Natalie Cosgrove

Parasite, a disturbing, layered, mixed genre masterpiece, has hit American theatres. South Korean filmmaker, Bong Joon-Ho, paints the picture of a wealth class war describing the struggle of the poor and the ignorance of the rich.

In Parasite, a recent critically acclaimed foreign film, Joon-Ho delivers an astounding story about the struggles of class and hardship. This remarkable movie has been enthusiastically embraced by critics, receiving a 99% on Rotten Tomatoes, took home a Golden Globe for the best foreign-language film, and received a total of seven Oscar nominations being the first foreign film to be nominated for the best picture.

The film exposes every aspect of destitution in a riveting manner. Parasite has a fascinating take on a topic that constantly needs addressing.

Ki-Woo and his family reside in the surrounding area of the Korean city Jeonjul. They live in an impoverished area inside a semi basement house. Ki-Woo receives a temporary tutoring job from his friend. The student he is tutoring is a member of the wealthy Park family and lives in a large, modern house.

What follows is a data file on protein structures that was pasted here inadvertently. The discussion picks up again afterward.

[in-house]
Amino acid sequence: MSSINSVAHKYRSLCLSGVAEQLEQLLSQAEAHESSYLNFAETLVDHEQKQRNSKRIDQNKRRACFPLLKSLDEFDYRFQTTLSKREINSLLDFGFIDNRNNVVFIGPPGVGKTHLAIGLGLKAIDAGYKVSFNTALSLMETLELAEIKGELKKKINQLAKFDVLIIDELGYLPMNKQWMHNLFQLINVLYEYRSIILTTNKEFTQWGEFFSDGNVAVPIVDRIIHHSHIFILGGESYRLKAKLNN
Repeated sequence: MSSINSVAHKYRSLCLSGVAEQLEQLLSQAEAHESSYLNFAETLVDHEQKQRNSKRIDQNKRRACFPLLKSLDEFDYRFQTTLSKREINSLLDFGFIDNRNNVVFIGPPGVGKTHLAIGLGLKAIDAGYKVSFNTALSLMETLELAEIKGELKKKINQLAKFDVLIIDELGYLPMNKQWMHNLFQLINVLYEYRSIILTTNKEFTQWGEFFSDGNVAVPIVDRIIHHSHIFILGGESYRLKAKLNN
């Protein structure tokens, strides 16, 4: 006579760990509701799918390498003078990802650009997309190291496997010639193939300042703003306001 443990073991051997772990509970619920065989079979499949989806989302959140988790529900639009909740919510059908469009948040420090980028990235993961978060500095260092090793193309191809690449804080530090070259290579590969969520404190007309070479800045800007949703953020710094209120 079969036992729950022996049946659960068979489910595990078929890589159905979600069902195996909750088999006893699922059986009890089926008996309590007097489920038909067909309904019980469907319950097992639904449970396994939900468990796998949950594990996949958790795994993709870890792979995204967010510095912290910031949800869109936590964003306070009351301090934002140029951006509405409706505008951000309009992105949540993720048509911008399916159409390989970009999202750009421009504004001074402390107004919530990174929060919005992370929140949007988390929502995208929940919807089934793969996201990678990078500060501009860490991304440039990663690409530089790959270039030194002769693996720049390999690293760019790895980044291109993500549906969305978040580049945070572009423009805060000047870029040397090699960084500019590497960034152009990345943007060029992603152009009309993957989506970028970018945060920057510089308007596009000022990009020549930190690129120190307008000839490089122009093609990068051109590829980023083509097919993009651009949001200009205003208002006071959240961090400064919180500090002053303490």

During the entire movie, the contrast between poverty and wealth is incredibly apparent. Ki-Woo’s plan, however, is to provide jobs for his entire family in the household. He starts by convincing the gullible mother that an art tutor is necessary for the son and gradually brings the whole family into professions at the house using ingenious tactics. The Kim’s take on the roles of the housekeeper, art and math tutor, and chauffeur.

Joon-Ho zooms in on how the Kim family manages to take advantage of the ignorance of the rich while exploiting the free resources around them to get ahead. The film begins with them opening up the windows while the neighborhood is being fumigated so they can use it for extermination. They also use wifi from a coffee shop and use Da-hye’s job to employ the rest of their family. This family is composed of con-artists who skirt the difficulties of being poor and instead figure out various methods to make a living and a lifestyle for themselves . In order to do so, they manipulate the rich by exploiting their credulousness. The movie balances a comedic tone with also a very blunt and truthful look on what poverty really means and how far the struggle has pushed the Kim family. All in all, Parasite is a must-see and a serious contender for best picture at the Oscars 2020.